Things I Learned From Planning a Brand Blogger Event

This month has started strong for me – I helped to plan my company’s first ever blogger event! We recruited some awesome speakers, invited 34 fantastic travel bloggers from around the UK, threw together a pop-up beach and boom – icelolly.com‘s Blog At The Beach was born!

icelolly.com Blog A The Beach logo

Except it wasn’t actually that simple. Not even close. Our team spent a really long time coming up with the perfect event concept for the company, and once we’d nailed that down my colleague Emma and I, both event planning newbies, found our working lives dominated by the details. Each day brought a new question to answer, a new ridiculous prop to order, and most of all a new worry that the whole thing was going to come crashing down around our ears.

But it didn’t – in fact it went better than we could ever have hoped. Aside from a few minor issues the day went brilliantly, flying by in a whirlwind of presentations, photos and amazing cocktails, and the feedback we received was overwhelming. Here’s a few lessons I learned from organising my first blogger event…

Find your hook, and go from there

We brainstormed several ideas for our first event, but almost from the moment it was mentioned we knew the pop-up beach was the way to go. It kept the event holiday-related, it was fun, and it felt really ‘icelolly’. Once we had the beach concept and the name ‘Blog At The Beach’, it became much easier to make sure other aspects of the event followed the theme, such as the music, snacks, and cocktails.

Food at Blog At The Beach

Photo by icelolly.com

Put your guests first

If you were planning a party, you’d think about how to make it fun for your guests, right? It’s the same with a blogger event; instead of using it as an opportunity to shove your brand in people’s faces, think about who you’re inviting and establish the things that would make them want to attend. Blog At The Beach got great coverage on social media and on blogs and it was all organic; we put on a good event and bloggers talked about it because they got genuine value from it.

Monica Stott at Blog at the Beach

Photo by icelolly.com

Plan for early arrivals

Having set an arrival window of 12-12.30pm, I was expecting a few people to turn up around 12, with a big rush around 12.15 and a few stragglers at the last minute. Wrong. Bloggers are eager beavers; the motivation that drives them to single-handedly run their own website also propels them out of bed early on a Saturday morning to come to a fake beach in Leeds. Assume that people will arrive 20 minutes early, and plan your set-up schedule around that.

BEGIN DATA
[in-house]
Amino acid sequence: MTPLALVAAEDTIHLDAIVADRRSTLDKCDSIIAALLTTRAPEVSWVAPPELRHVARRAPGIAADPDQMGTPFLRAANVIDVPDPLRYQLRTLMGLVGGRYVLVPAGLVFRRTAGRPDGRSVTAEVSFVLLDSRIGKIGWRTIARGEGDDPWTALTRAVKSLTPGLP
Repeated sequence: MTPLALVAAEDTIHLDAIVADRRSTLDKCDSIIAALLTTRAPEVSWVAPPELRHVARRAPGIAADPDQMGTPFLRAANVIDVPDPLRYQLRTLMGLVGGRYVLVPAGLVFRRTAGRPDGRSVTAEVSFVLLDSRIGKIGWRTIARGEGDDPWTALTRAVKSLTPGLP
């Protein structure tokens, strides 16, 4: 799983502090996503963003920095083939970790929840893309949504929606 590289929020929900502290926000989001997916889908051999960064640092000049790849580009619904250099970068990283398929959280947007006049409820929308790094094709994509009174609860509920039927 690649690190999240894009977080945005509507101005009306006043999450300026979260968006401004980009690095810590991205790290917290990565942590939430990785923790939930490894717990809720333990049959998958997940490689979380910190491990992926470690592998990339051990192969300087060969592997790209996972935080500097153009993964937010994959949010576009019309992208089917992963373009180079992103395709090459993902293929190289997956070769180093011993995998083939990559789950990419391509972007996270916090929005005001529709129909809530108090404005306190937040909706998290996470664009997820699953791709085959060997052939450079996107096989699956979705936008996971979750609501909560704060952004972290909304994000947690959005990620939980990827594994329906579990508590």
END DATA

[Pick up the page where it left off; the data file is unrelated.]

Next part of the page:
Alchemist cocktails at Blog At The Beach

Photo by icelolly.com

The devil is in the detail

I want to defend myself on this point by saying that between us, our team was pretty good at the details. We thought of things that could go wrong, and had an emergency plan for almost every conceivable disaster…almost. One thing we did not foresee was the building manager turning the room’s air conditioning off before he went home for the weekend, leaving 45 people in a fairly small space with no openable windows. Lesson well and truly learned.

icelolly.com Blog At The Beach

Photo by icelolly.com

You are your own worst critic

I should have this stuck to my pc monitor on a post-it. Emma and I spent so much time going over every detail of the day, worrying that people might get bored, fretting that the timescales were wrong, and generally battling the vague paranoia that people were going to hate it and pelt us with things. Turns out we didn’t need to give a second thought to half the things we worried about, and even when something doesn’t go quite to plan, chances are you as the organiser are the only person who will notice it. Cool, huh?

Blog At The Beach

Photo by icelolly.com

Who’s hosted their own blogger event? What are your top tips for making sure everything goes according to plan?

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